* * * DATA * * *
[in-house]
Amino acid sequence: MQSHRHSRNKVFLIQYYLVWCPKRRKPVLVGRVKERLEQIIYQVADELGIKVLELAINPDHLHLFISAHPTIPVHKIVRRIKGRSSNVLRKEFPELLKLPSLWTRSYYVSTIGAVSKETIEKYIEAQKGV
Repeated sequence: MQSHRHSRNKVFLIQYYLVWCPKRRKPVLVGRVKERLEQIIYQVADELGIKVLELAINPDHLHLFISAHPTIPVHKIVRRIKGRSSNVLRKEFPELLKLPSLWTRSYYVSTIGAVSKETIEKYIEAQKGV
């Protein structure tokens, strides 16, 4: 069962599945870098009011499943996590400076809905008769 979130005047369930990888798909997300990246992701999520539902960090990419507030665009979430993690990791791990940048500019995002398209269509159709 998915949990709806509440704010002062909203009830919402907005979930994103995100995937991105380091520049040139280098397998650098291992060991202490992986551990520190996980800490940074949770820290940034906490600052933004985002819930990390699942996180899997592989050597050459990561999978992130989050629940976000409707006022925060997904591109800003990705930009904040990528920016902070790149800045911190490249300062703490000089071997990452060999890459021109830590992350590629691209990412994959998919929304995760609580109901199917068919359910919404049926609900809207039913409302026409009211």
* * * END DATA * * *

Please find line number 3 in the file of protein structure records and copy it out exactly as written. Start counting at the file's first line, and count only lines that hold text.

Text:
Repeated sequence: MQSHRHSRNKVFLIQYYLVWCPKRRKPVLVGRVKERLEQIIYQVADELGIKVLELAINPDHLHLFISAHPTIPVHKIVRRIKGRSSNVLRKEFPELLKLPSLWTRSYYVSTIGAVSKETIEKYIEAQKGV